Herein, DCs genetically engineered to overexpress CD95L were derived from BM precursors of CD95-deficient lpr/lpr mice, as rapid apoptosis was observed when wild-type mice were used as BM donors. We assessed the allostimulatory capacities of CD95L-DC in 2 models involving either a single major histocompatibility complex (MHC) class I or MHC class II disparity.22,23 Unexpectedly, CD95L-DCs were found to elicit stronger TH1-type and cytotoxic T-cell (CTL) responses than control DCs in vivo. These observations led us to investigate the role of neutrophils during the induction phase of alloreactive T-cell responses triggered by CD95L-DCs and to revisit the consequences of the injection of CD95L-DCs on the fate of a subsequent tissue allograft.
Materials and methods
C57BL/6 (H-2b) and BALB/c (H-2d) breeders were purchased from Harlan Nederland (Horst, The Netherlands). C57BL/6.C-H-2-bm12 (bm12) that differ from C57BL/6 wild-type (WT) mice with a point mutation in the I-Aβ chain and C57BL/6-lpr/lpr Fas-deficient (lpr/lpr) mice were obtained originally from Jackson Laboratories (Bar Harbor, ME) and bred in our animal facility. C57BL/6-lpr/lpr-C57BL/6.C-H-2bm12 (lpr/lpr bm12) mice were generated in our animal facility by successive backcrossing of bm12 and lpr/lpr mice. Mice were tested by polymerase chain reaction (PCR) (see “PCR detection of the lpr/lpr mutation”) for lpr genotype based on the retrovirus insertion in the CD95 gene.24 The bm12 phenotype was determined by negative selection by flow cytometry using anti–MHC II (I-Ab, 25-9-17) monoclonal antibodies (mAbs). C57BL/6.C-H-2bm13 (bm13) mice that differ from C57BL/6 WT with an H-2D mutation were obtained from the Pasteur Institute of Brussels from breeding pairs initially provided by the Nederland Cancer Institute (Amsterdam, The Netherlands). C57BL/6 interleukin (IL)–1 receptor (R)–deficient mice were provided by Immunex, Seattle, WA. Animals were maintained and treated according to institutional guidelines.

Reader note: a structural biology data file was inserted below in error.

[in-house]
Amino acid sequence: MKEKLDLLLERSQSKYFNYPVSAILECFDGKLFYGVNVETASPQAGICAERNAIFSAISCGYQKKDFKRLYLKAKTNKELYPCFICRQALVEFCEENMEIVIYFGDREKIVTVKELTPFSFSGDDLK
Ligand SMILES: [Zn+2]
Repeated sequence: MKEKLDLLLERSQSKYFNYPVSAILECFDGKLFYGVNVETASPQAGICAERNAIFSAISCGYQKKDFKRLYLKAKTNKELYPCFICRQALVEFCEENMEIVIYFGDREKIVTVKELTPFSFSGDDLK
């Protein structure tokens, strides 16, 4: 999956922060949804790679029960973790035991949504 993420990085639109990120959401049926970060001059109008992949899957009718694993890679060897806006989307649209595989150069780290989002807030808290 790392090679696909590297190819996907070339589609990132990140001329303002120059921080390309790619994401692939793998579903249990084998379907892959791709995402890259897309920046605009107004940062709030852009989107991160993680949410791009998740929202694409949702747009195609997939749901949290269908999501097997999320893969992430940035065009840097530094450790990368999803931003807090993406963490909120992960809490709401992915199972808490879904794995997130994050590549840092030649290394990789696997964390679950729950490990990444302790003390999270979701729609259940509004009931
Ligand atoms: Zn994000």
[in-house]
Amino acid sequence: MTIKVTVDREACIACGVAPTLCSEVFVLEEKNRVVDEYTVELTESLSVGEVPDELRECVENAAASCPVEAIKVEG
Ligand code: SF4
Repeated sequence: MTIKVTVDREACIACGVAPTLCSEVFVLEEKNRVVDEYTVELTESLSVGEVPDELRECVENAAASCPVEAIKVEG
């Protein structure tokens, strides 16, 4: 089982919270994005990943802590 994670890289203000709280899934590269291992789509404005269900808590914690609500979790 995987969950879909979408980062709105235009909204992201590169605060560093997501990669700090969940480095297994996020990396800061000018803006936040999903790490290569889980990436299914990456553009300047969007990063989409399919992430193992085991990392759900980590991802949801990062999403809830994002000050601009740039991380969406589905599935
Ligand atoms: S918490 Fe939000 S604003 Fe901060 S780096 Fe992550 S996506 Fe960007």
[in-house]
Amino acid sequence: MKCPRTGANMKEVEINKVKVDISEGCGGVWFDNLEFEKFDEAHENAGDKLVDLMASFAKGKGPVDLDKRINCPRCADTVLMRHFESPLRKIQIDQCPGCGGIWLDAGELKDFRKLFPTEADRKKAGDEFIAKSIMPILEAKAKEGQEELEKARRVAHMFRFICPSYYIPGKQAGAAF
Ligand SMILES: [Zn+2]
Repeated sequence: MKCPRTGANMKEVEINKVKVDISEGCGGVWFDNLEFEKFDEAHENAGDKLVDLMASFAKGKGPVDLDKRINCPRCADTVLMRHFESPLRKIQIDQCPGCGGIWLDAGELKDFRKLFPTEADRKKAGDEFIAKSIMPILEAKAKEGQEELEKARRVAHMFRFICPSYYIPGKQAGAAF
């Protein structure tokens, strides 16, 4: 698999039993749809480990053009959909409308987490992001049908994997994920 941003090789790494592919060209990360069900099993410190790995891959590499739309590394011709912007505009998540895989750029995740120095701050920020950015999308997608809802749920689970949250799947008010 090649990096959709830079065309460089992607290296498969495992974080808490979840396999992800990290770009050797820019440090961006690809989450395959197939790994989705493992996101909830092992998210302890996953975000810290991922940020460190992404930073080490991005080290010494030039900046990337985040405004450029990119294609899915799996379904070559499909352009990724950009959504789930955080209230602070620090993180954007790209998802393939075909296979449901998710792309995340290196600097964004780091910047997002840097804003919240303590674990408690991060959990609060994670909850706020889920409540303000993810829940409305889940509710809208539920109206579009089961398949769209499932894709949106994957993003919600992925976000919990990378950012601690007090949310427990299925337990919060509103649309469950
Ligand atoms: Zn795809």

Reagents and cell lines
The recombinant murine granulocyte macrophage–colony stimulating factor (rmGM-CSF) used for the DC generation was produced as previously described.25 The ascitic preparation of anti–GR1 rat IgG2b mAb (RB6-8C526) used for the in vivo depletion was obtained from Dr O. Leo (UniversitéLibre de Bruxelles, Gosselies, Belgium). The RB6-8C5 clone was kindly provided by Dr R. Coffman (DNAX Research Institute, Palo Alto, CA). The anti–DNP rat IgG2a mAb LO-DNP-16 was purchased from LO-IMEX (Université Catholique de Louvain, Belgium). Lipopolysaccharide (LPS) from Escherichia coli (serotype 0111:B4) was purchased from Sigma-Aldrich (Bornem, Belgium). The endotoxin level of ascites was evaluated < 5 endotoxin units (EU)/mL, as determined by the Coatest Limulus Amebocyte Lysate assay (BioWhittaker). The murine mastocytoma P815 cell line transfected with murine Fas cDNA was generously provided by Professor P. Vassalli and Dr K. Matsuura (University of Geneva, Switzerland) and maintained in Dulbecco modified Eagle medium (DMEM) containing 4.5 g/L glucose and l-glutamine (BioWhittaker, Verviers, Belgium) supplemented with 5% heat-inactivated fetal bovine serum (FBS) (SB0012; BioWhittaker), 100 U/mL penicillin, and 100 μg/mL streptomycin (BioWhittaker). The PhoenixECO ecotropic packaging cell line was provided by Dr G. P. Nolan (Stanford, CA) and was grown in the same medium.
Generation of bone marrow–derived DCs